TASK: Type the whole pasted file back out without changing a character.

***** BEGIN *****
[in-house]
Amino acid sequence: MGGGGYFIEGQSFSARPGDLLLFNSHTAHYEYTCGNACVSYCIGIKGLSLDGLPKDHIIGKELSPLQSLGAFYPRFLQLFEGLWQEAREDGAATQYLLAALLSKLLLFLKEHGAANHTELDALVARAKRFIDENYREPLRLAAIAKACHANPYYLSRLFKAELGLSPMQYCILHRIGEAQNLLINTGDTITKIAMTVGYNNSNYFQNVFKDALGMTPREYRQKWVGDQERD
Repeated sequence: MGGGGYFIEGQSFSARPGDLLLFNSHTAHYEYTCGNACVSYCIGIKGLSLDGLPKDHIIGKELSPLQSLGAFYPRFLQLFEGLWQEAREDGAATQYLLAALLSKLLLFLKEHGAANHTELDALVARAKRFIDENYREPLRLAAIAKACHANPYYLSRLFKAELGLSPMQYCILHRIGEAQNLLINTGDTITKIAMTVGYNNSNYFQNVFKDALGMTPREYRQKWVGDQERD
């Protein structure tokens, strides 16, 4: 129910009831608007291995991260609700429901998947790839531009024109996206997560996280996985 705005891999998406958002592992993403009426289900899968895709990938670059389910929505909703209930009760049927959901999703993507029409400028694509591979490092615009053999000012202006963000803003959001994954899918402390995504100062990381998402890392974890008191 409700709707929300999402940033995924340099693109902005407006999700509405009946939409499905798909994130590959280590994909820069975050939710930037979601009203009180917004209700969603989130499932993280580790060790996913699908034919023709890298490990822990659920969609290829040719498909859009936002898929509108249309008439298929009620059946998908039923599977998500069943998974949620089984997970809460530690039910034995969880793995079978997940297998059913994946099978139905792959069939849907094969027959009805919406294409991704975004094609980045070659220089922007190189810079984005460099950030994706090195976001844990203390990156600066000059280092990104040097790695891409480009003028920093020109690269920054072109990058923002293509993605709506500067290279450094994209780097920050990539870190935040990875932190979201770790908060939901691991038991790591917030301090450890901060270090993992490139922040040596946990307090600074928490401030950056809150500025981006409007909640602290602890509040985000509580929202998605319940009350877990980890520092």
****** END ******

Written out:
[in-house]
Amino acid sequence: MGGGGYFIEGQSFSARPGDLLLFNSHTAHYEYTCGNACVSYCIGIKGLSLDGLPKDHIIGKELSPLQSLGAFYPRFLQLFEGLWQEAREDGAATQYLLAALLSKLLLFLKEHGAANHTELDALVARAKRFIDENYREPLRLAAIAKACHANPYYLSRLFKAELGLSPMQYCILHRIGEAQNLLINTGDTITKIAMTVGYNNSNYFQNVFKDALGMTPREYRQKWVGDQERD
Repeated sequence: MGGGGYFIEGQSFSARPGDLLLFNSHTAHYEYTCGNACVSYCIGIKGLSLDGLPKDHIIGKELSPLQSLGAFYPRFLQLFEGLWQEAREDGAATQYLLAALLSKLLLFLKEHGAANHTELDALVARAKRFIDENYREPLRLAAIAKACHANPYYLSRLFKAELGLSPMQYCILHRIGEAQNLLINTGDTITKIAMTVGYNNSNYFQNVFKDALGMTPREYRQKWVGDQERD
């Protein structure tokens, strides 16, 4: 129910009831608007291995991260609700429901998947790839531009024109996206997560996280996985 705005891999998406958002592992993403009426289900899968895709990938670059389910929505909703209930009760049927959901999703993507029409400028694509591979490092615009053999000012202006963000803003959001994954899918402390995504100062990381998402890392974890008191 409700709707929300999402940033995924340099693109902005407006999700509405009946939409499905798909994130590959280590994909820069975050939710930037979601009203009180917004209700969603989130499932993280580790060790996913699908034919023709890298490990822990659920969609290829040719498909859009936002898929509108249309008439298929009620059946998908039923599977998500069943998974949620089984997970809460530690039910034995969880793995079978997940297998059913994946099978139905792959069939849907094969027959009805919406294409991704975004094609980045070659220089922007190189810079984005460099950030994706090195976001844990203390990156600066000059280092990104040097790695891409480009003028920093020109690269920054072109990058923002293509993605709506500067290279450094994209780097920050990539870190935040990875932190979201770790908060939901691991038991790591917030301090450890901060270090993992490139922040040596946990307090600074928490401030950056809150500025981006409007909640602290602890509040985000509580929202998605319940009350877990980890520092």